“Yessum?”

“I need some kind of filing system.”

“I have waited many long years to hear you say those words. It was worth it.”

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Bats versus Bolts: Universal Horror

This review was requested by patron Mathom. If you’d like me to review a movie, please consider supporting my Patreon.

New Year, New Mouse, New Regular Feature!

This is Bats versus Bolts!

Someone ask me what Bats versus Bolts is.

“Sigh. What’s Bats versus…”

Glad you asked! Dracula and Frankenstein are two of the most famous and frequently adapted stories of all time. Hell, Dracula alone has been adapted…hang on let me just Google that…

Uh. No, Google. I’m pretty sure that’s not right.

Anyway, in every decade there are Dracula movies and Frankenstein movies that reflect the culture, trends and social forces that created them and I thought it would be cool to take two from each decade and pit them against each other in a no holds barred monster mash. So let’s start with the two most iconic versions, Universal’s Dracula and Frankenstein from the nineteen thirties.

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Happy New Year!

I don’t hold with New Year’s, personally, it’s just a fake holiday cooked up by Big Calendar. But I suppose it’s as good a time as any to take stock of everything that’s happened last year and check for structural damage.

So, 2018 was…mixed.

A better year than 2017, definitely. 2017 (for me) was just an series of unending failure, rejection and humiliation culminating in me hitting my lowest point since…ever, pretty much. 2018 on the other hand, was a series of sharp highs and lows and I’ll definitely take that over the alternative. If current trends continue, 2019 might actually be (whisper it softly now) good?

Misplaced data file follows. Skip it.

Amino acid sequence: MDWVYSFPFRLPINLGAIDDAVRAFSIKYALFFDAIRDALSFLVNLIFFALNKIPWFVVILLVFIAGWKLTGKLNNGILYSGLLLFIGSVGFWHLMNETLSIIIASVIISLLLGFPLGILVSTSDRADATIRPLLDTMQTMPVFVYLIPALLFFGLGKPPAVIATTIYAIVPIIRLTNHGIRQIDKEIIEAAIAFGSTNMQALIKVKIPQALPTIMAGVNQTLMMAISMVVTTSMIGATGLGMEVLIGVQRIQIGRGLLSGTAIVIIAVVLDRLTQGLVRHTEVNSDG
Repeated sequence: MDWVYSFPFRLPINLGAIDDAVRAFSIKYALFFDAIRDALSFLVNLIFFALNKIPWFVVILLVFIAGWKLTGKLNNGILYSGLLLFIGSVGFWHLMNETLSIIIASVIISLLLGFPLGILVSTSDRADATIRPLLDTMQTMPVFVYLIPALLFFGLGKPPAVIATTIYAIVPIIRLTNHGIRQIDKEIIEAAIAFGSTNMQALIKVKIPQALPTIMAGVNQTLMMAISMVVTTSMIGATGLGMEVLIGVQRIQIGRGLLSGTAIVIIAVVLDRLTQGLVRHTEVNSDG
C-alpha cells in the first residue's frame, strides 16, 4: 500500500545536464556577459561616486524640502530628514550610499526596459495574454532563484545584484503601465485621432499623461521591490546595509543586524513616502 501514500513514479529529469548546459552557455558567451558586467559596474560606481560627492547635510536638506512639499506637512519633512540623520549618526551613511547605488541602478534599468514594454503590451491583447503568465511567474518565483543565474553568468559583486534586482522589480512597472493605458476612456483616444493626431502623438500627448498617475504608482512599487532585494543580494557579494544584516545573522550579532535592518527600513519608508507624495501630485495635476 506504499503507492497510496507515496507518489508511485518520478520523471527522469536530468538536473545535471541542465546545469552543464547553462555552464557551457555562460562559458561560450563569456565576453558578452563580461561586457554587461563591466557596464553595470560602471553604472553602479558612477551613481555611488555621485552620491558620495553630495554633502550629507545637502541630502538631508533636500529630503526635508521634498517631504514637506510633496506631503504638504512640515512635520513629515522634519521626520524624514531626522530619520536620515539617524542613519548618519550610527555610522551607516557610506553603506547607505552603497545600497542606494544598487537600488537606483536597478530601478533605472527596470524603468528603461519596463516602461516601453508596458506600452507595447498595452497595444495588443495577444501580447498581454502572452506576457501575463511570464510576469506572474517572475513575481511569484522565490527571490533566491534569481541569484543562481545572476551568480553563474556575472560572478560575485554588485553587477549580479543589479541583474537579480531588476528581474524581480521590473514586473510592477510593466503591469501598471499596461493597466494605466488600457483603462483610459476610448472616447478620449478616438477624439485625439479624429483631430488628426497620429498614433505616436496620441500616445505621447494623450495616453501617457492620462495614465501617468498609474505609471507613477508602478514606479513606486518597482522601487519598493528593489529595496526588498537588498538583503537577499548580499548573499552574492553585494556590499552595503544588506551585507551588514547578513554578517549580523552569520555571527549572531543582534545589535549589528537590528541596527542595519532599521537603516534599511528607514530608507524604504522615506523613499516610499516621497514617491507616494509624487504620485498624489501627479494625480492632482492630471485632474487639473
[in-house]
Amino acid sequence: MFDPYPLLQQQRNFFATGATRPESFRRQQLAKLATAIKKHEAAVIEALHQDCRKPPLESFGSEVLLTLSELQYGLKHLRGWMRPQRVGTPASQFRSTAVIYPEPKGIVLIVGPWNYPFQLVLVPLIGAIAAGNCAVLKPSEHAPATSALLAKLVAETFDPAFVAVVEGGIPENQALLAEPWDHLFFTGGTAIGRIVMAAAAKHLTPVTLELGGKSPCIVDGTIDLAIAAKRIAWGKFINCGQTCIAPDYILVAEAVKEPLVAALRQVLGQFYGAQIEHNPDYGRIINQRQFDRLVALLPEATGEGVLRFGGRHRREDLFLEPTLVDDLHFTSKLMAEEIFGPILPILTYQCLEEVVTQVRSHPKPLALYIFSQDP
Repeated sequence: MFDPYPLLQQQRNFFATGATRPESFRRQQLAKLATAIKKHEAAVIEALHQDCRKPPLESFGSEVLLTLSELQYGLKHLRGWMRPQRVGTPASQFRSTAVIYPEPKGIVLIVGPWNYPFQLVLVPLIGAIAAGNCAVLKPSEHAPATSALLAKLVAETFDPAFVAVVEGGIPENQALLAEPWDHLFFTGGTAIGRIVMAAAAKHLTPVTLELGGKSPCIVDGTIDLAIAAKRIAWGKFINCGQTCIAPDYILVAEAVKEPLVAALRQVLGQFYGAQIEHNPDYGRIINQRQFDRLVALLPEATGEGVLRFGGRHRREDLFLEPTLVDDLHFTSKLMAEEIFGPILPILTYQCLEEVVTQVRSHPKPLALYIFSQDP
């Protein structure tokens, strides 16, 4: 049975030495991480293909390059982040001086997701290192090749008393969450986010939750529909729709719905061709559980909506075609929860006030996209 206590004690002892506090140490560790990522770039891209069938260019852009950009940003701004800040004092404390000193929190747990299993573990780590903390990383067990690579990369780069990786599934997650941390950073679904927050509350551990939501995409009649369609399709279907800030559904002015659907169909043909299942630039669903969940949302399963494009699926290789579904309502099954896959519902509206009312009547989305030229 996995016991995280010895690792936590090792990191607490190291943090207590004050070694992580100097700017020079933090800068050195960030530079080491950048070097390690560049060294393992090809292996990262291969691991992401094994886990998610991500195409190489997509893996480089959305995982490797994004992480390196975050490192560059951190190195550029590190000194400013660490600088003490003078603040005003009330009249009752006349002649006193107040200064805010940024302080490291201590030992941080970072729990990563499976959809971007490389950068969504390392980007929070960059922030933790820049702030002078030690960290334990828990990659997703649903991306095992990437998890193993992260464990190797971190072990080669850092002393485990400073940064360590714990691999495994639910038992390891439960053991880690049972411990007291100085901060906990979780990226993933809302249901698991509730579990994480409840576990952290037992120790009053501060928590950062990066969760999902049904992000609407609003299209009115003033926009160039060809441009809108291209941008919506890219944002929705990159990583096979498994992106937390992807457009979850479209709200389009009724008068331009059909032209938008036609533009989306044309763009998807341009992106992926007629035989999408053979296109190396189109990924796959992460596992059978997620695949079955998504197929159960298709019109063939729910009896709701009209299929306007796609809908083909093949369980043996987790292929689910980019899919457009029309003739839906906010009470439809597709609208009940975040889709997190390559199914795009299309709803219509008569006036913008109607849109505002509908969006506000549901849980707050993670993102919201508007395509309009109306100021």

The bad was losses in the family, the occasional depressive episode and just the general mental and emotional wear and tear of living in a world run by an insane wall-obsessed golden tamarin.

“NO COLLUSION!”

So let’s talk about the good.

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“It’s a mutation. It’s a very groovy mutation.”

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Much like an awesome party where someone suddenly showed up with a suitcase full of tainted MDMA, the X-Men film franchise got real bad, real fast. From the dizzying (well) highs of X2 the franchise had laid two massive turds in a row and was now in the unenviable position of having exactly as many bad films as good ones (also known as the Star Trek ratio). What was to be done?

“REBOOT!”

“Well hang on there, let’s not just go with the most obvious knee jerk response let’s think about the best way to erase past mistakes and inject new life into…”

“GRITTY REBOOT?”

“Okay, good, good, we’re thinking outside the box now, let’s just try a little harder…”

“Urrrrrrrrrr…”

“YOUNG AND SEXY REBOOT!”

“YES! HE CAN BE TAUGHT!”

Alright, all joking aside, the idea for a movie about the early days of Xavier’s School for Gifted Child Soldiers had been knocking about since the shooting of X2, and as an idea it’s pretty damn bad. Making a movie about the earliest adventures of the X-Men is like making a movie about John Lennon and focusing solely on his time in the Quarrymen. That was the worst part. Virtually all the good stuff came later. For a while. Then things got really, really awful.

In this analogy, Rob Liefeld is Yoko.

But First Class also shares much of its DNA with what was originally going to be the second instalment of the X-Men Origins spin off series, Magneto. After Wolverine Origins bombed so hard that the box office was glowing in the dark, the ideas for Magneto were bundled up and worked into First Class.

So how does this grab-bag of sewn together bad ideas and discarded movie bits work as a film?

Surprisingly well! Except when it doesn’t. It’s complicated.